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Introduction to Alethea In Heart Ministries

The Revelation of John - Chapter XXII
Commentaries on the Entire Bible

By Rev. Henry Cowles
Professor of Church History and Prophesy at Oberlin College, and Main Editor of
The Oberlin Evangelist (responsible for giving us most of Finney's sermons).





The first five verses close the description of the New Jerusalem. According to all principles of propriety they should have been included in chap. 21.—The remainder of this chapter pertains to the conclusion of the whole book.

1. And he showed me a pure river of water of life, clear as crystal, proceeding out of the throne of God and of the Lamb.

2. In the midst of the street of it, and on either side of the river, was there the tree of life, which bare twelve manner of fruits, and yielded her fruit every month: and the leaves of the tree were for the healing of the nations.

The best manuscripts omit the word "pure" before "river." This river imitates that of Ezek. 47: 1-12. The latter however comes forth from under the temple and really represents gospel blessings in the great millennial age, while this comes out from under the throne of God and the Lamb, representing in a corresponding manner the blessedness of the eternal heaven.—While in this New Jerusalem there is no more "sea"—that being a symbol of whatever is agitating, uncertain, tempestuous; there is a river, a precious oriental symbol of blessings forever flowing, naturally insuring perennial verdure, trees and shade unfailing, and exemption from thirst and barrenness—the sore evils of oriental tropical regions.—This tree of life and its various fruits come also from Ezek. 47 (see v. 12) where obviously we have the plural, "trees." So also here, there must be trees and not merely one tree, for if only one, how could it be on both sides of the river? The writer speaks of the tree of life there just as we would say of any given district. The palm-tree is there, or the pine, or the cedar—meaning that this variety of tree abounds there. The meaning seems to be that these trees lined either bank of the river between it and the streets which also ran parallel on each side—a scene of superlative beauty.—This "tree of life" as well as that of Ezekiel have their prototype in the primitive garden.

3. And there shall be no more curse: but the throne of God and of the Lamb shall be in it; and his servants shall serve him

4. And they shall see his face; and his name shall be in their foreheads.

5. And there shall be no night there; and they need no candle, neither light of the sun; for the Lord God giveth them light: and they shall reign for ever and ever.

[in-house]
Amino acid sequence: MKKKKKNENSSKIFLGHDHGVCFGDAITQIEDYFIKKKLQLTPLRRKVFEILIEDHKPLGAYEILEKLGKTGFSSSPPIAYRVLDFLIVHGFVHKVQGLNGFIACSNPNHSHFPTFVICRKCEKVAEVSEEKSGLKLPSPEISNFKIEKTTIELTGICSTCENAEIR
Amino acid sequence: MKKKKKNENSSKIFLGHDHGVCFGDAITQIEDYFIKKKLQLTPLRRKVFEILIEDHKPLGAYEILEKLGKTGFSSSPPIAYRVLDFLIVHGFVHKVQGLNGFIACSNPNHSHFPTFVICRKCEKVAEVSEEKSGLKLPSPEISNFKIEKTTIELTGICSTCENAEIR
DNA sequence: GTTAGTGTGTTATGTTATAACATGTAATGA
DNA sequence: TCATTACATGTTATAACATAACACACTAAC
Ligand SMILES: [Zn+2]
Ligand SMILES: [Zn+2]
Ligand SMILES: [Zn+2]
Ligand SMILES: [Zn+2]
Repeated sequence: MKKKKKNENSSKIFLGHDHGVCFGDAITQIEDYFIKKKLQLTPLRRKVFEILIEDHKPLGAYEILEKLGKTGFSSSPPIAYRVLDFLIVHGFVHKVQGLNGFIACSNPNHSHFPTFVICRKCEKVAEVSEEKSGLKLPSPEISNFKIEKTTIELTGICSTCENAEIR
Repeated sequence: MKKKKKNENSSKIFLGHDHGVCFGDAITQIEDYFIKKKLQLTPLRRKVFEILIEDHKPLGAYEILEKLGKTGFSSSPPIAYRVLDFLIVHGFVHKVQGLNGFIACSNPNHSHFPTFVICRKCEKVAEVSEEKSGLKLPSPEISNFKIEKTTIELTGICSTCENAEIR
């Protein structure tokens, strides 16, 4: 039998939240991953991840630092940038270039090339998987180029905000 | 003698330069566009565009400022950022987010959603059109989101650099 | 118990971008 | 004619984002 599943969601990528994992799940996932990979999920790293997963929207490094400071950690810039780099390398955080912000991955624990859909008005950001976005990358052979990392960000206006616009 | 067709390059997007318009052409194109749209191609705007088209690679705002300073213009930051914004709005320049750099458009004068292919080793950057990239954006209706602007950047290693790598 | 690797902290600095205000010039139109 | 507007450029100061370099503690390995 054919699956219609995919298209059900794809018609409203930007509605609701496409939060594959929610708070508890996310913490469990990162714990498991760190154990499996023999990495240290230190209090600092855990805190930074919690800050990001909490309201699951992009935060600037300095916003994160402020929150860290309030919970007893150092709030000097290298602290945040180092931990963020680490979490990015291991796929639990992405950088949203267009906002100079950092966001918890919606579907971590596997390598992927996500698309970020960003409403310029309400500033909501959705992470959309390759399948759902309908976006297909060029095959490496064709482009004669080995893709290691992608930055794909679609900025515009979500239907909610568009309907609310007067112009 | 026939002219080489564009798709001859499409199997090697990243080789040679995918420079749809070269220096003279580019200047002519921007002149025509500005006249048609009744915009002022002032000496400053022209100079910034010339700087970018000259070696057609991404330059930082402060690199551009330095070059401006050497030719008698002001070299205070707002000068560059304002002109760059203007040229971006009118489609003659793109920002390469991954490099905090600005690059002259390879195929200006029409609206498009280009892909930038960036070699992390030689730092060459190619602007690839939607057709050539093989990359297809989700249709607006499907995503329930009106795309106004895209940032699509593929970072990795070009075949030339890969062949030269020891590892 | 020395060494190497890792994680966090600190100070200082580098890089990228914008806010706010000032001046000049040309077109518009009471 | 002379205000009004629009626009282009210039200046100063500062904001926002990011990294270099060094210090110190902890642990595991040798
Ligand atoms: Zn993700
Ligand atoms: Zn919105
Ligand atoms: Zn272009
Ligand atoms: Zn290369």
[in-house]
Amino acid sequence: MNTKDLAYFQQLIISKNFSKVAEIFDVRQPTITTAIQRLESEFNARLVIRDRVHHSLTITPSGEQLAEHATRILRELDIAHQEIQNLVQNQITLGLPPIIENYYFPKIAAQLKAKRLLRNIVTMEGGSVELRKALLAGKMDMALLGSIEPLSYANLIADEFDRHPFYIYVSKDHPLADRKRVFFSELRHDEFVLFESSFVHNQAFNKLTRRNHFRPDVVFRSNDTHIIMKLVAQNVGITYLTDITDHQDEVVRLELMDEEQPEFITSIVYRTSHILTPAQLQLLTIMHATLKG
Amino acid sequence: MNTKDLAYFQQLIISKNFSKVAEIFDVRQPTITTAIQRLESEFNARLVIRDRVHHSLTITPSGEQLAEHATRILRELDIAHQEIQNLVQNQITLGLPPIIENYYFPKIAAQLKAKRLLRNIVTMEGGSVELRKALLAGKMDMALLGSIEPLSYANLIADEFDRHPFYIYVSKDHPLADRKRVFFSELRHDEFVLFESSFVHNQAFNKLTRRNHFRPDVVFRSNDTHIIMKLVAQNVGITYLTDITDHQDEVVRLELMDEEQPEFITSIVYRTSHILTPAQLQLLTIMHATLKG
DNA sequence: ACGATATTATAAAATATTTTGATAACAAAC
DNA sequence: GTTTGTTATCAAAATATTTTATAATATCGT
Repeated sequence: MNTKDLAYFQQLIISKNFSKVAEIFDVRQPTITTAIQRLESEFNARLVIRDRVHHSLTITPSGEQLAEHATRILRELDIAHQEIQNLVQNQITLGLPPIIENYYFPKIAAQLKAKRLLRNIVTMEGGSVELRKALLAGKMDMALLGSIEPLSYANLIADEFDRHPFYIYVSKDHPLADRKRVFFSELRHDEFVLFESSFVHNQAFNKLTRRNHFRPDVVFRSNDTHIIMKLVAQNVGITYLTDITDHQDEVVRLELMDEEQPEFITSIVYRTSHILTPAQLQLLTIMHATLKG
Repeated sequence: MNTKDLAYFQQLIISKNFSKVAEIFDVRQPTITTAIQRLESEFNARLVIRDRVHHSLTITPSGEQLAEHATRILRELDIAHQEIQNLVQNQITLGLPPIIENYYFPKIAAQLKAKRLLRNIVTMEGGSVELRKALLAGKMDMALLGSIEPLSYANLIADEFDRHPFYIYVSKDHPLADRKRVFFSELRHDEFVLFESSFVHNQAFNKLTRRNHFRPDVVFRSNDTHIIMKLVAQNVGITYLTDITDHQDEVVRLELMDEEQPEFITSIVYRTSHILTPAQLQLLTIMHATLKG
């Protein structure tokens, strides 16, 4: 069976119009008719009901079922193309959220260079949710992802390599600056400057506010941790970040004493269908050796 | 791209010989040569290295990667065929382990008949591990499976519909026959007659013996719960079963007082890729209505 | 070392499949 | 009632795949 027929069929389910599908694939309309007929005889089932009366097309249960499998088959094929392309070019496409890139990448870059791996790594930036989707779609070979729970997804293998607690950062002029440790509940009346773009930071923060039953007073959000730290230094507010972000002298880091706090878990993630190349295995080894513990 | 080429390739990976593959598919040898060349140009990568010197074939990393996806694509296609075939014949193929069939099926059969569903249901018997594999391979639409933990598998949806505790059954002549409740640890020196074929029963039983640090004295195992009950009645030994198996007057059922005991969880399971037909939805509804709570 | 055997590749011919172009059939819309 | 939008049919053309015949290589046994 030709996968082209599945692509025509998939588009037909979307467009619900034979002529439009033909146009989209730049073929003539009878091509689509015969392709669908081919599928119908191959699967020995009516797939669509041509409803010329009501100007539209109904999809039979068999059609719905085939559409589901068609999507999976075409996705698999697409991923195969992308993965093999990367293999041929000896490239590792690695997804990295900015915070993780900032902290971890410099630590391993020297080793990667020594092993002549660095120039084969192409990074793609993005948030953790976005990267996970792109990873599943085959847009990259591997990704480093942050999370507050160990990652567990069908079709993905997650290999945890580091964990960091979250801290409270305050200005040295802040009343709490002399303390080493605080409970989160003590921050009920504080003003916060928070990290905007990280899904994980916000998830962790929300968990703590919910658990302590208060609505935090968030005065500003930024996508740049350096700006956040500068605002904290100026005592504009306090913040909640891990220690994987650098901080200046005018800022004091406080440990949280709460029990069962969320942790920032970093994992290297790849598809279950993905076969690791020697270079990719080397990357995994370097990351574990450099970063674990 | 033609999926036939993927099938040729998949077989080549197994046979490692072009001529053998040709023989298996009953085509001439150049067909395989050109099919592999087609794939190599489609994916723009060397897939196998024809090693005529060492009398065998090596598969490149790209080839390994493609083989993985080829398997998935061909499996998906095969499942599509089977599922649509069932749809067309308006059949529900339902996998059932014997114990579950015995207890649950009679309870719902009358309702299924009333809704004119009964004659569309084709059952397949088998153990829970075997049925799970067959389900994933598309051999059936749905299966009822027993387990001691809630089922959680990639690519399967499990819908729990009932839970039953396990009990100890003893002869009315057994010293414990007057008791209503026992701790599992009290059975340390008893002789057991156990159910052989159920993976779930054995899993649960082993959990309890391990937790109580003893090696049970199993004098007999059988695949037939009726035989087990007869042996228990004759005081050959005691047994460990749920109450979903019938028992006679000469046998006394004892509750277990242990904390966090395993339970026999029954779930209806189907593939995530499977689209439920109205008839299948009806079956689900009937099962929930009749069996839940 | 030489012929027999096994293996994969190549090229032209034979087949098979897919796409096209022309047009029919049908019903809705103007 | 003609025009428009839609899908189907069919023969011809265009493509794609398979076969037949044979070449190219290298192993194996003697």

"No more curse" appears in its thought in Zech. 14: 11; our received version being, "no more utter destruction." The sense is—No more visitations of divine displeasure; nothing that brings calamity or any physical evil.—The fact that God and the Lamb are there has been repeatedly implied; that their throne is there is the new point made here, heightening the glory of this heavenly world since it shows that this is no secondary heaven, fitted up as some have supposed in the new earth, i. e., in this world regenerated by fire, while the heaven of God's throne is still elsewhere and indefinitely higher and more glorious. Utterly unlike that system of things, this description associates the redeemed most closely and intimately, even in the locality of their residence, with the throne itself of God and of the Lamb.—"His [the Lamb's] servants shall serve him"—precisely how and in what sort of service is not said. That he has work for them to do in the great scheme of the last all-comprehensive economy of the universe, there can be no rational doubt. Is it not hinted at in the expressive words, "Ye are my witnesses?" If the "angels desire to look into these things" (of redemption) even now, may not the same angels desire to learn yet more; and the new-born angelic beings whom God may create in the ages to come—why should not they have something to learn which none in the created universe know so well as the redeemed themselves? A range of possible, nay probable, service opening in this line so widely and so gloriously, tempts me to follow it out and say—The gospel scheme has made stupendous and transcendent manifestations of God, both in the line of his mercy and of his justice; that these manifestations have in them a glorious moral power of priceless value for all the created minds of the universe—a power which the universe can not afford to lose—a power which the throne and moral government of God (speaking reverently) can not afford to lose or to let pass into forgetfulness, or in any way fall short of their utmost possible efficiency upon the universe of intelligent minds. Hence a demand upon his redeemed servants for service, long as the ages roll on—wide as the universe of intelligent beings. Who knows but this service—witnessing to such facts concerning God and the Lamb as they have in their rich experience, may be not only a joy but a positive moral power unto fresh love and adoration; a positive invigoration to their obedient life; a positive safeguard against ever falling before temptation's power—to the myriads whom God will duly create to people the yet empty worlds hung out in our sky and the yet unborn worlds which his creative hand may bring into being when the moral appliances are in readiness to make their existence a sure as well as a priceless blessing? For myself I can not regard these suppositions as either idle or irrational speculations. It would be easy to adduce many things from the Scriptures and, most of all, from the words of Jesus himself that bear strongly in support of these general views of the future responsibilities and services of those who have been "faithful over a few things" here. That the redeemed have service to render in behalf of their glorious Lord is one of the best things revealed of heaven. How could they endure a state in which they could do nothing to purpose to express their love and their gratitude to Him to whom they owe so much! As here this love and gratitude are best expressed by service which blesses others, which brings other souls to Jesus' feet; so there some form of service which goes out benevolently to bless others according to the well known heart of the loving Master, must be the perfection of the heavenly life. Let us thank his name beforehand for the prospect thereof!—"And they shall see his face." This indicates the most intimate and perfect knowledge—the most precious intimacy. They are not dwelling in the remote distance, too far away to see his loving eye, or to hear his inspiring voice, or to feel the very breath of his love; but they "see his face" as we see the face of a dear friend and find therein the fullest manifestations of love and sympathy possible in our present existence. Of course this symbol comes from our earthly experience. How can we expect this thought to be expressed otherwise?—Essentially the same sentiment appears in John's first epistle (3: 2): "We shall be like him, for we shall see him as he is." This gives us both the precious fact, and the most blessed moral result thereof in our heavenly culture.—"His name shall be in their foreheads"—the perpetual testimony that they are his. This refers tacitly to the case of the wicked persecutors who bore "the mark of the beast" in their foreheads and in their hands.—"They shall reign forever and ever"—as to which see my notes on 20: 4.